God Doesn’t Need Our Worship….We Need It!







That’s how much our worship of God adds to God.  Our “worship” doesn’t enhance Him and our lack of worship doesn’t take anything away from Him.  Put another way, God doesn’t need our worship.  In fact God doesn’t need anything from us:  our money, our time, our dedication, our service.

Theologians refer to this as God’s Independence:

“God does not need us or the rest of creation for anything, yet we and the rest of creation can glorify him and bring him joy.”  Grudem, Systematic Theology.

The New Testament states it this way:

24 “The God who made the world and everything in it is the Lord of heaven and earth and does not live in temples built by human hands. 25 And he is not served by human hands, as if he needed anything. Rather, he himself gives everyone life and breath and everything else.  Acts 17:24-25

Is God An Egomaniac?

Think about this:  If God doesn’t need our worship, why does he require it?

Is it because he’s the ultimate egomaniac?

Because he loves to hear the sound of his own name on the lips of his adoring fans?

No.  When we look at God’s acts in history that’s NOT the picture we see.  It must be something else.

We All Worship Something

Humans are pretty predictable.  We are the ultimate evaluators.  We evaluate everything in life and prioritize them according to what we think is best.  For example, I highly value guitars.  But I value my wife and children more.  There is really no comparison; I rank family higher in importance.  What do I value more than family?  Whatever the answer to that questions is, I may value something even more than that.  I can keep going up the ladder of importance until I finally reach that one thing  I esteem more than anything or anyone else.

Whatever that thing or person is, that is what we worship.  We all worship someone or something, even if it is ourselves!

God Doesn’t Need Our Worship…We Need It!

God doesn’t need our worship; we need the worship we offer him.  That’s why God demands our devotion.  There’s no other thing or being more worthy of our ultimate devotion than Him.  We become like the one we worship.  God, in his mercy, created us to become like him.  If that’s going to happen, then we must actively place him at the top of our “Top Ten List of Things I Value The Most” list.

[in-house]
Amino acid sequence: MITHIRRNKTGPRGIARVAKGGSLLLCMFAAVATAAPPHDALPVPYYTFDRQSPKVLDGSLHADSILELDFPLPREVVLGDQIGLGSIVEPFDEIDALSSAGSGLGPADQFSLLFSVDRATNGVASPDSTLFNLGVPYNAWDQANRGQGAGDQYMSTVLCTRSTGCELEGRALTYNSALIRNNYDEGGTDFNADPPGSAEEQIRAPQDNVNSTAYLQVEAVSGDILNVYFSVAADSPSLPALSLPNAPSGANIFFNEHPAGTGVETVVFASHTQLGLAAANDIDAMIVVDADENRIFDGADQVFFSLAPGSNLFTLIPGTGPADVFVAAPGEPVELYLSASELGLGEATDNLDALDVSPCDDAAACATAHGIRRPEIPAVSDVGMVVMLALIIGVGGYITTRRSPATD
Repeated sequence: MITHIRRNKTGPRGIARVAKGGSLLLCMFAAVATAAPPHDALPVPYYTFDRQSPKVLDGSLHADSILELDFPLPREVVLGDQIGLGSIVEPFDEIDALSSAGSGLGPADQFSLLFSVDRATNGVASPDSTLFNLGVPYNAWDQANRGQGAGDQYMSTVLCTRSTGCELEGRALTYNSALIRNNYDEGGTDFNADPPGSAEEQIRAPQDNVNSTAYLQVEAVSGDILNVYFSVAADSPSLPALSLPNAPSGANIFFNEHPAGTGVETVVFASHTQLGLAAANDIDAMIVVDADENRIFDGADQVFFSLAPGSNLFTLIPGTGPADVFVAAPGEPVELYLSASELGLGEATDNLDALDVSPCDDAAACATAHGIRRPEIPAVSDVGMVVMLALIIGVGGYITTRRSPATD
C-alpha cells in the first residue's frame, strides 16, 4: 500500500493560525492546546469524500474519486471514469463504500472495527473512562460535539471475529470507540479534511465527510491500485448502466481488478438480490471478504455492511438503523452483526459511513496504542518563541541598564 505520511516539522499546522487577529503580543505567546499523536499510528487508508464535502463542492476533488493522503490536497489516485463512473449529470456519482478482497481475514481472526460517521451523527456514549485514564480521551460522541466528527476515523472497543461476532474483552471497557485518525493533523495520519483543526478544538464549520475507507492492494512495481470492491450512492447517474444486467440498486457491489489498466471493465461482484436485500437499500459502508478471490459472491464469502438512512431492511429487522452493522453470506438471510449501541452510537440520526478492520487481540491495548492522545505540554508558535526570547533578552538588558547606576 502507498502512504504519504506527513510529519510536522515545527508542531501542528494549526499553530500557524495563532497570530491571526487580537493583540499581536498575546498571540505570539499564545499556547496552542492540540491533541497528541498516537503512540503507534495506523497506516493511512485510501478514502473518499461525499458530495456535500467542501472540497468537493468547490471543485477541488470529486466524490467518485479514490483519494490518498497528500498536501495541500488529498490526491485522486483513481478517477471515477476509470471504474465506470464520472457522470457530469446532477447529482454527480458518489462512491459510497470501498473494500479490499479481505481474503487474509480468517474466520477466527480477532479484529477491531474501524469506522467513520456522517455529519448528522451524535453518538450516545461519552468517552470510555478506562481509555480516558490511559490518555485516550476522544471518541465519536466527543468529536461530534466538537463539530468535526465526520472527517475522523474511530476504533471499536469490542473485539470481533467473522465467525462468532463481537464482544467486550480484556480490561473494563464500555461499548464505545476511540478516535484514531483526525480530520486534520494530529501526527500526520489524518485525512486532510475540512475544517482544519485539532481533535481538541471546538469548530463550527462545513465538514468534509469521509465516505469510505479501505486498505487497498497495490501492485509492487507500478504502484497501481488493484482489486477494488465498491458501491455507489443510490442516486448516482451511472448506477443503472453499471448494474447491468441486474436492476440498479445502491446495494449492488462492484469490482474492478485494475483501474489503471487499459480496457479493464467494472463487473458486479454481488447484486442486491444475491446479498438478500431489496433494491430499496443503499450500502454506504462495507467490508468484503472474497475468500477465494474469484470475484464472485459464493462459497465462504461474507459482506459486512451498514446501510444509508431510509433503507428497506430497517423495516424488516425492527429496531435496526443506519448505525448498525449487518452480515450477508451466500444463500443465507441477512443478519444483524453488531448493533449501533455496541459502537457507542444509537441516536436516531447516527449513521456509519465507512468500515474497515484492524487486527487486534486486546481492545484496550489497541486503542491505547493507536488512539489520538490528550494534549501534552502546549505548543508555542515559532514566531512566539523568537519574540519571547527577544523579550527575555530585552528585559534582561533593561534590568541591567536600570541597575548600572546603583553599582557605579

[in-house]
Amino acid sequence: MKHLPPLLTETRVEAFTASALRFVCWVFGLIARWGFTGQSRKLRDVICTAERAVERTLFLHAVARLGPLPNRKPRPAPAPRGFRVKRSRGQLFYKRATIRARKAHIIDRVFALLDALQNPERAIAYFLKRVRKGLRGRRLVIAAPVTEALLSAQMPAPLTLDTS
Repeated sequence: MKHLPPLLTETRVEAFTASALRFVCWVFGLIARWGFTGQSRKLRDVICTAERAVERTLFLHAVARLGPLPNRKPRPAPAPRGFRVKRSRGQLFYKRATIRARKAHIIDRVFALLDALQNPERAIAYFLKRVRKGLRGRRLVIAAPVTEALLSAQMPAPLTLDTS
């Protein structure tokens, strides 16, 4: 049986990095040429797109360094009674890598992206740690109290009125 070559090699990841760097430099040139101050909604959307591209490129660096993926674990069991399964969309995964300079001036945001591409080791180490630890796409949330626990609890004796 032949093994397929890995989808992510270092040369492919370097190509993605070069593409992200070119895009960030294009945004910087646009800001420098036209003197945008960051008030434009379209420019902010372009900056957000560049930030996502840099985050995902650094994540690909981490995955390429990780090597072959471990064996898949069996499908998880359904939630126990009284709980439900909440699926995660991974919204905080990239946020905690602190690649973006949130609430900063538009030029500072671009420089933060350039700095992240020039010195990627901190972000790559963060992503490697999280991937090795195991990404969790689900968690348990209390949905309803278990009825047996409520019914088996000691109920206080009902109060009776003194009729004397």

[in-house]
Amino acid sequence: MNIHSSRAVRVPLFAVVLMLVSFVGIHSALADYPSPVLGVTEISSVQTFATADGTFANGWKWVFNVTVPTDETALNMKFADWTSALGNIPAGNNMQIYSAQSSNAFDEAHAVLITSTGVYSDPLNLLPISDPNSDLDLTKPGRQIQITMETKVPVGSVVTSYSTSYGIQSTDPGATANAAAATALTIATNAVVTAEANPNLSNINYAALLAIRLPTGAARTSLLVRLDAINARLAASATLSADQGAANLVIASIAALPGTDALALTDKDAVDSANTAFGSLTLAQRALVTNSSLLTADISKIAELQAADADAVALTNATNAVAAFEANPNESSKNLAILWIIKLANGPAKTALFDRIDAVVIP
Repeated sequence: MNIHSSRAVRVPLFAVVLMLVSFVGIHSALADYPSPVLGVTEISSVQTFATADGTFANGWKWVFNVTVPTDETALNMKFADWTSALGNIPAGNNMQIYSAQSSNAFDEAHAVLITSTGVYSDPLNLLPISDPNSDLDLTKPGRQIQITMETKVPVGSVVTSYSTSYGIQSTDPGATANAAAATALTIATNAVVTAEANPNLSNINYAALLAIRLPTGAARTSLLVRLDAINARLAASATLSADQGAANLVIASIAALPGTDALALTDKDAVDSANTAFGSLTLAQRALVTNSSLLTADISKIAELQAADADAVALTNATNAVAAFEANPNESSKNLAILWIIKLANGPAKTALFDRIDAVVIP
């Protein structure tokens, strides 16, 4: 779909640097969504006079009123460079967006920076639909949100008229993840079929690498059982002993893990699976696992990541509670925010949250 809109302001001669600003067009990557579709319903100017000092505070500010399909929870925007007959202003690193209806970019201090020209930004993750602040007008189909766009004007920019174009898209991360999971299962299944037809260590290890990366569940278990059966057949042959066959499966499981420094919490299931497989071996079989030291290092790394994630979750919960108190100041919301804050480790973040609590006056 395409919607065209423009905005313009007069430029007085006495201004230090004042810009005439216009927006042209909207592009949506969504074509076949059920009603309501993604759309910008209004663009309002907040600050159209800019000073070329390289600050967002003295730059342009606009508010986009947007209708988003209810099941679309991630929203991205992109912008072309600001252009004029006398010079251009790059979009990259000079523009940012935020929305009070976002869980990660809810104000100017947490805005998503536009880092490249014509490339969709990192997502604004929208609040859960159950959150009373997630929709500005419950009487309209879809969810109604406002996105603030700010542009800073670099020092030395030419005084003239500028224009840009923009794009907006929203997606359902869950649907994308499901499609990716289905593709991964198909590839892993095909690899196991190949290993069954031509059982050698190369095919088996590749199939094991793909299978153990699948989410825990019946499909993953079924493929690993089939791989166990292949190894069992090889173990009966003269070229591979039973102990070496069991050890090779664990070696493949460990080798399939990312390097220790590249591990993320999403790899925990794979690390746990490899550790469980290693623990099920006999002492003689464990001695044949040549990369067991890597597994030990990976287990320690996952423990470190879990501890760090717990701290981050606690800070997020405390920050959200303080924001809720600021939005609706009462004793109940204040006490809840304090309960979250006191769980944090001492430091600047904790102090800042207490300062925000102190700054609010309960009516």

Looking at worship this way means leads to the understanding that worship, though directed at God, is truly meant to serve humanity.

We are to worship God, not ourselves.

But God demands our worship, NOT for himself but for the good of his people.

At least, that’s the way I see it.

On a side note, that’s one of the reasons I am so passionate and often critical about corporate worship.  It has the potential to profoundly shape us. Yet, we squander those opportunities because we don’t understand what worship is and why God demands it of us.

About Jim

Not For Itching Ears is a blog dedicated to discussing the American Evangelical church. It is a place for people to share their thoughts on a host of issues relating to this subject. Jim is available to speak at weekend services, and retreats at no cost to churches in Florida. Contact us for more information.

Posted on June 1, 2014, in Christianity, Theology, Worship and tagged , , , , , , , , , , , , , , , , , , . Bookmark the permalink. 14 Comments.

  1. I think it was you who asked me on my blog about why God asked for sacrifices if he didn’t need them. This post of yours would be my answer. Maybe that is why you asked the question. Either way, I totally agree with this blog, and the early churches would’ve applied this exact reasoning to sacrifices.


    • Hi Paul,